In comments translated from Serbian media, Srdjan Djokovic said: “My son is tonight in Australian captivity, but he has never been more free.

“From this moment, Novak has become the symbol and the leader of the free world, the world of the poor and disadvantaged nations and peoples.

Novak Djokovic and his father celebrate his Wimbledon win in 2019.Credit:Getty Images

“My son Novak Djokovic has shown that a small, but heroic country like Serbia, can have the best tennis player and sportsman of all time and that truth can no longer be hidden.”

Amid a growing diplomatic brouhaha, with Prime Minister Scott Morrison declaring it was the responsibility of all travellers to Australia to adhere to entry rules, former Australian Open tournament director Paul McNamee was left stunned that Djokovic would be the only Australian Open participant so far to have his visa approved and then rejected.

“For those asking, all players go through the same visa process overseen by Tennis Australia to play the Australian Open [as non Australians are currently not able to enter]. So it beggars belief that Djokovic is the only player that has had his visa granted and then rescinded,” McNamee said on Twitter.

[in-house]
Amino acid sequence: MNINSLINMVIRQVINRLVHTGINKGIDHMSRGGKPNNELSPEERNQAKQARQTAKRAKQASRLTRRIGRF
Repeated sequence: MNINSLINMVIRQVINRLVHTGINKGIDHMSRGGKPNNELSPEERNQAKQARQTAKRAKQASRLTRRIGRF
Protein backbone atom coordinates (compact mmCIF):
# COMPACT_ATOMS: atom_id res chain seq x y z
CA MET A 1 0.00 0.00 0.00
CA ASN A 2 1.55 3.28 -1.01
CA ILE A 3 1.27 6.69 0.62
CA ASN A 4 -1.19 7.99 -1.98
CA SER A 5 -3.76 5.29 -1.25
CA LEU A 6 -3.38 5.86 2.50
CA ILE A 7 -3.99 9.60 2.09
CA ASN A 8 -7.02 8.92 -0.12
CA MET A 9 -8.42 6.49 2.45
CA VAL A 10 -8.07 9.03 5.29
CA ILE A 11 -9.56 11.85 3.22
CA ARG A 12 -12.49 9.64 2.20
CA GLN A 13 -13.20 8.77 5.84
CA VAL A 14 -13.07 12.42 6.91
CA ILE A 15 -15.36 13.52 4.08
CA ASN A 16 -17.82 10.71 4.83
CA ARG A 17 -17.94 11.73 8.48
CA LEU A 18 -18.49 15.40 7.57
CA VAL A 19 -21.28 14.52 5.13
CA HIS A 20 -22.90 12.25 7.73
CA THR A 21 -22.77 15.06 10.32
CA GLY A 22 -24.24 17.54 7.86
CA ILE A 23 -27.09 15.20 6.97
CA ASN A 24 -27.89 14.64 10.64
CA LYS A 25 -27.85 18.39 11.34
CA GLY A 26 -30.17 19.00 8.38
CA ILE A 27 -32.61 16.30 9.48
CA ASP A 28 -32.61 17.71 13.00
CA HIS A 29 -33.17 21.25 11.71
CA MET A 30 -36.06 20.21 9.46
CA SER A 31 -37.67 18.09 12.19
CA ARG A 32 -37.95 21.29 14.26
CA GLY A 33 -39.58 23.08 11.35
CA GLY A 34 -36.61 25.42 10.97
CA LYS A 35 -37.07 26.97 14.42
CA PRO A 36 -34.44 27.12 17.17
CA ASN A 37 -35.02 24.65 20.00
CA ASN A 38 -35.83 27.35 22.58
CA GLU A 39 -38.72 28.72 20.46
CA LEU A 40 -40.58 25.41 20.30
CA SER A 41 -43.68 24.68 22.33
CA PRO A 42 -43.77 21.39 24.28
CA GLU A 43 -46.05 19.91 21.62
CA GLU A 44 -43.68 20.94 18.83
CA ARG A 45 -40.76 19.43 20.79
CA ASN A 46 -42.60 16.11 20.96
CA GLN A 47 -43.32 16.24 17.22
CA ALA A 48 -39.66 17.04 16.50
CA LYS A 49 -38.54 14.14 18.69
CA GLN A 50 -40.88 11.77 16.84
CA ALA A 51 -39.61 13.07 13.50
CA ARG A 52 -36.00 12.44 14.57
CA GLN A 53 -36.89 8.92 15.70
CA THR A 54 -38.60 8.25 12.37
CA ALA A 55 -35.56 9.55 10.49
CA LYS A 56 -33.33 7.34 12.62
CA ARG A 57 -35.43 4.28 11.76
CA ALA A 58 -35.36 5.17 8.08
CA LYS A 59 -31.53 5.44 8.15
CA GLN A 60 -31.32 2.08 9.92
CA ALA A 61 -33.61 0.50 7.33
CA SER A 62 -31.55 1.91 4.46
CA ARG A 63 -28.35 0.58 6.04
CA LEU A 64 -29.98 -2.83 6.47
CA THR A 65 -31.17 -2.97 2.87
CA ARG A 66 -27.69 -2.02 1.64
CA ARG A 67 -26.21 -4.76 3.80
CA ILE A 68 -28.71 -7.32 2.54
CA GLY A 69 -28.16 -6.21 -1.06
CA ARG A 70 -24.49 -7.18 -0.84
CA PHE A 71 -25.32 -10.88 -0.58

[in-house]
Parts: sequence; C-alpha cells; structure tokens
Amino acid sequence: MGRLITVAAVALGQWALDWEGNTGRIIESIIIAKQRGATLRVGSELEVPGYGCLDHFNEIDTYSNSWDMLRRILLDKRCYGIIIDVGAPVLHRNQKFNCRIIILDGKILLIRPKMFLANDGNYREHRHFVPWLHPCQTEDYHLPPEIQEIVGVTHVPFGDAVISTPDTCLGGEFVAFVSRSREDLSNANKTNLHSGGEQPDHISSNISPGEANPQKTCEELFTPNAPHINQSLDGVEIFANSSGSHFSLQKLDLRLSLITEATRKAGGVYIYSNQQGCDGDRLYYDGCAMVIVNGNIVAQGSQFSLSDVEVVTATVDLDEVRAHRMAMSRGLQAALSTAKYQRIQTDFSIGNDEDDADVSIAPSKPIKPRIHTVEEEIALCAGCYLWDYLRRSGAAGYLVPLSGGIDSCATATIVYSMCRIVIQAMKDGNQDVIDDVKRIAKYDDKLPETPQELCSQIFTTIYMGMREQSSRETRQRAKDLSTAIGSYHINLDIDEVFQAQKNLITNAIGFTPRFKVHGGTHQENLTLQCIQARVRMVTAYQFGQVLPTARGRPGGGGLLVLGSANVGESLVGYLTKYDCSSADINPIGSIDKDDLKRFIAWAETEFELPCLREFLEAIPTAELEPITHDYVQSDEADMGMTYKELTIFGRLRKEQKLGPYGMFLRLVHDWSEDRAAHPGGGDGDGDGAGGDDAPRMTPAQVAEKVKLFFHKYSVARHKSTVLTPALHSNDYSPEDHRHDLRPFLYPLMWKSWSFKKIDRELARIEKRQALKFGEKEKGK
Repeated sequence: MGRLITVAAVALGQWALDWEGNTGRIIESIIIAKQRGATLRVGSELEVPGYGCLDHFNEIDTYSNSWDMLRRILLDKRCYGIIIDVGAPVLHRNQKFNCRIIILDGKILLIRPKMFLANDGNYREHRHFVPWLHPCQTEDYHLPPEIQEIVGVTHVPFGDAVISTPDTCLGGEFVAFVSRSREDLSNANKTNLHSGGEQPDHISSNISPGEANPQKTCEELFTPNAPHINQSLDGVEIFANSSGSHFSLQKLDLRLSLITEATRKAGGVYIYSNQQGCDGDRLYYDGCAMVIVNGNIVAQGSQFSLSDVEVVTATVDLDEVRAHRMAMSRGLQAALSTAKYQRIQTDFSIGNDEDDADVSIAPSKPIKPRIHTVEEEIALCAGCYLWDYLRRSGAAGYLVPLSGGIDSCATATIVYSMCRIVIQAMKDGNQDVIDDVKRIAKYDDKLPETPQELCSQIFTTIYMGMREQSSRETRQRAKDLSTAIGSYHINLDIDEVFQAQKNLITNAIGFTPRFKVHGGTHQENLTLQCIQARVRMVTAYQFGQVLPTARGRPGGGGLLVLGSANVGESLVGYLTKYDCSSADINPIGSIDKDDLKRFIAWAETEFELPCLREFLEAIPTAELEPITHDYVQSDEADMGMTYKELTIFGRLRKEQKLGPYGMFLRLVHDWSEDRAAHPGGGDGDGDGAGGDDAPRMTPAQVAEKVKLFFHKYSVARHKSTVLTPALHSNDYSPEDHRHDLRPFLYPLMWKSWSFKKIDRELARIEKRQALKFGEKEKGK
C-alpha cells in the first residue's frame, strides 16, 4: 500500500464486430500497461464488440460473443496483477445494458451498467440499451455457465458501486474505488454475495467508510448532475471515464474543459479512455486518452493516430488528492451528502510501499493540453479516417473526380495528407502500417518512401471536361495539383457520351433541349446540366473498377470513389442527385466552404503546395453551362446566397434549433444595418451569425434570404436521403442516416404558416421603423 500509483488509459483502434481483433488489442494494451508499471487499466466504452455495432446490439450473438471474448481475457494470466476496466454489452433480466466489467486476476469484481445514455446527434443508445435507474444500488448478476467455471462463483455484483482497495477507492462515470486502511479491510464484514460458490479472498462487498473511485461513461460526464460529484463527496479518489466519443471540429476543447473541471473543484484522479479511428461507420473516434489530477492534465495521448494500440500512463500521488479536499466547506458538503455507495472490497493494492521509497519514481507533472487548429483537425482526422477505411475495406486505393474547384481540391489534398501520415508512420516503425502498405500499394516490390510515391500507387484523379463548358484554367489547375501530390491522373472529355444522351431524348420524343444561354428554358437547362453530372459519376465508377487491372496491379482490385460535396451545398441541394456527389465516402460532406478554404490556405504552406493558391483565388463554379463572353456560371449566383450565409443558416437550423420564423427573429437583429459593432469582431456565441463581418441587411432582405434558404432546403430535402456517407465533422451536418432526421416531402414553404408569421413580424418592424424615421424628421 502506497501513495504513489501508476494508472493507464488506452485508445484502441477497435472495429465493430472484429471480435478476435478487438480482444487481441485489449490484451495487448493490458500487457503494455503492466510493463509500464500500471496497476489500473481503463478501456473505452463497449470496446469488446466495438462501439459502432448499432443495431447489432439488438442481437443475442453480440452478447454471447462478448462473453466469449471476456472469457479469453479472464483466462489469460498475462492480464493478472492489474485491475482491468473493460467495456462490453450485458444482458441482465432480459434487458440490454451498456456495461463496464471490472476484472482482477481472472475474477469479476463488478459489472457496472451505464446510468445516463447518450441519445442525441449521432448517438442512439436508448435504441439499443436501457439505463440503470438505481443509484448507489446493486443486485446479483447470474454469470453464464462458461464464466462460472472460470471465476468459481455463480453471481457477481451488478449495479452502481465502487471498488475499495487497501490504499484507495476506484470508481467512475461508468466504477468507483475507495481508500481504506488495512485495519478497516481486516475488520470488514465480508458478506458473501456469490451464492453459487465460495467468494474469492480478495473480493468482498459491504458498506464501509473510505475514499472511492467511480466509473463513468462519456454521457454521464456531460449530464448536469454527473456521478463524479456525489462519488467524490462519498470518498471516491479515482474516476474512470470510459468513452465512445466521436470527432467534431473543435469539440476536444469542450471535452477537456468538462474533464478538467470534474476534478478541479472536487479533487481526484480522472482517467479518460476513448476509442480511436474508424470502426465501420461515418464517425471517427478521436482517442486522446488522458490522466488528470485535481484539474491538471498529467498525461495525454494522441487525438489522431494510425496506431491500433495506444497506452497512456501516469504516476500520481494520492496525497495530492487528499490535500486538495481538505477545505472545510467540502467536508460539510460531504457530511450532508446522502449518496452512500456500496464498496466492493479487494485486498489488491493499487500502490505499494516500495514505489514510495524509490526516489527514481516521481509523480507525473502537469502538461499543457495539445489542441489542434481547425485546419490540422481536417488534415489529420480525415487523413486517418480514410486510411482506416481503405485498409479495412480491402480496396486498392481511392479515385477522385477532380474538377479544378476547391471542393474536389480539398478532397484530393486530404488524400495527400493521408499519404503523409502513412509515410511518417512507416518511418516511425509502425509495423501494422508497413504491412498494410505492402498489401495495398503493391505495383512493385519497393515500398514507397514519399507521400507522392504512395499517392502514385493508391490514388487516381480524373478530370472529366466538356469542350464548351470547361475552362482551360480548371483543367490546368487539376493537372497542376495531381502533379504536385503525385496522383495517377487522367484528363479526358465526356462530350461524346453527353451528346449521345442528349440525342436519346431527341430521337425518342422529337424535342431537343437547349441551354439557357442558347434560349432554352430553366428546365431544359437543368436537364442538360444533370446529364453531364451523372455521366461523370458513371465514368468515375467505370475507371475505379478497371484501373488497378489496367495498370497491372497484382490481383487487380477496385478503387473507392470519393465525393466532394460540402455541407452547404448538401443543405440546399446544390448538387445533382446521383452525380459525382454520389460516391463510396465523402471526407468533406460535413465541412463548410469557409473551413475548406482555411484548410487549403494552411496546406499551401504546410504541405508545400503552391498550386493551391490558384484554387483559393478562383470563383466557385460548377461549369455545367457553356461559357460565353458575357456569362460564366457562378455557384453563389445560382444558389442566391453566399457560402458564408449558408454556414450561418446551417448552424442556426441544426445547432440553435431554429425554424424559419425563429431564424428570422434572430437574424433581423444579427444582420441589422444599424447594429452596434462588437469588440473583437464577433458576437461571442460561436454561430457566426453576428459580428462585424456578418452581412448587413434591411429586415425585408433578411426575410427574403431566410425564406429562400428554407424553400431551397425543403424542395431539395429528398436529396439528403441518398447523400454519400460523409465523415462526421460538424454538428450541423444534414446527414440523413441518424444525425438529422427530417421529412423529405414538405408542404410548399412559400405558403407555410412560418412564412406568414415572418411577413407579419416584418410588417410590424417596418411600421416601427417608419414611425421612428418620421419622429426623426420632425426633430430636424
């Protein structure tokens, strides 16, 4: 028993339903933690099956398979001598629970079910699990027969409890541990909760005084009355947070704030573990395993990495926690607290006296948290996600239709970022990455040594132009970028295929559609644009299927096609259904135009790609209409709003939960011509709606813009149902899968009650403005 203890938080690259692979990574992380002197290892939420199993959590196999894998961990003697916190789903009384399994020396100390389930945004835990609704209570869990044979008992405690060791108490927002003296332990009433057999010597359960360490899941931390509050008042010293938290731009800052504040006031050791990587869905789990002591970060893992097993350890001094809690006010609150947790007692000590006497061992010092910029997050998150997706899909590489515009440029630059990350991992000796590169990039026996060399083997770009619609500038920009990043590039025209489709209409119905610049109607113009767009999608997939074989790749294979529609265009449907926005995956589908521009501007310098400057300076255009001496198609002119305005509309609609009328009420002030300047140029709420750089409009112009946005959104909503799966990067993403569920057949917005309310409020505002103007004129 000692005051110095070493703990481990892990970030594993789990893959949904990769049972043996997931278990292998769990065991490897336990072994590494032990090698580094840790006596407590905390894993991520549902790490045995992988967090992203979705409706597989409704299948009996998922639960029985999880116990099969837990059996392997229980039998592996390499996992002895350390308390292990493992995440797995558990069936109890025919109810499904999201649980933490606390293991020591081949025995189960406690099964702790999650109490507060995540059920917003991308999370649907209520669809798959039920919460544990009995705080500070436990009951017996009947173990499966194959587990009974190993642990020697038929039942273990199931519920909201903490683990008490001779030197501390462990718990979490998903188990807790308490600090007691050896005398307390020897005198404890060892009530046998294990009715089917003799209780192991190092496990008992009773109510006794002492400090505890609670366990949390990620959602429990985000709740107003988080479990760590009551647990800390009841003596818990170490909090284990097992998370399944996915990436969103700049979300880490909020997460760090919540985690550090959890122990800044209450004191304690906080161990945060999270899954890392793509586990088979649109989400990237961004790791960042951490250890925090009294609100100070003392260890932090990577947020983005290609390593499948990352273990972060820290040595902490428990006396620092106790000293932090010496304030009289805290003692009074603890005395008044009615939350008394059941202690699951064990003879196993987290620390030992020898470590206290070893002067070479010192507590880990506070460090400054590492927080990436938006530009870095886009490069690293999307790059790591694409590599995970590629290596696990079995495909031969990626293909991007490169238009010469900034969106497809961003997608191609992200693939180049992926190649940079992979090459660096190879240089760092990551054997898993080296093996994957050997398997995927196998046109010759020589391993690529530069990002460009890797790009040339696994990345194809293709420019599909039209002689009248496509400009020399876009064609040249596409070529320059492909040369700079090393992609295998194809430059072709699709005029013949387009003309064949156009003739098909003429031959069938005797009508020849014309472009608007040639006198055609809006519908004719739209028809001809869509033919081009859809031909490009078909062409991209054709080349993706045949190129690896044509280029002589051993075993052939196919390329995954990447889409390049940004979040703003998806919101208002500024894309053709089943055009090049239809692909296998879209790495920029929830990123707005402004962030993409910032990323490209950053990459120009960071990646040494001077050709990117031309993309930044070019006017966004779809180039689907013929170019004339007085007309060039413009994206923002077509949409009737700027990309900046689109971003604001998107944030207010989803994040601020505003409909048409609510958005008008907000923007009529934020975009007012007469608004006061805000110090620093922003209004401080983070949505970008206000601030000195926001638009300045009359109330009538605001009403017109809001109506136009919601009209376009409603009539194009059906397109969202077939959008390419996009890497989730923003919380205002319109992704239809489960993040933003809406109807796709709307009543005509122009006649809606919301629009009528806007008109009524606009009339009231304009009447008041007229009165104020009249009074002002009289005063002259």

On Wednesday, the former doubles champion said: “We need to remember one thing … even if you are angry, Novak Djokovic did not set the rules.”

Srdjan Djokovic has made impassioned comments about his son, who faces deportation from Australia.Credit:AP

Srdjan Djokovic warned that the “rich world” may not allow his son to continue to play tennis.

“Tonight they can imprison him, tomorrow they can chain him, but the truth is like water and it will always find its way,” he told Serbian paper Telegraf.

“Novak is the Spartacus of the new world which does not tolerate injustice, colonialism and hypocrisy, but fights for the equality of all people on the planet, regardless of the colour of their skin, regardless of which God they worship and how much money they have.

“Novak has shown that any goal can be reached if you have your dreams, and that dream of his is shared by billions of people and children who look up to him.

“Maybe the rich world will not let ‘Nole’ play tennis anymore, but by doing that it will have revealed its true face and a much more serious game will thus begin.

“On one side, there will be greedy and arrogant members of the world’s oligarchy, and on the other, the whole freedom-loving and proud world which still believes in justice, the truth, fair play and their children’s dreams.”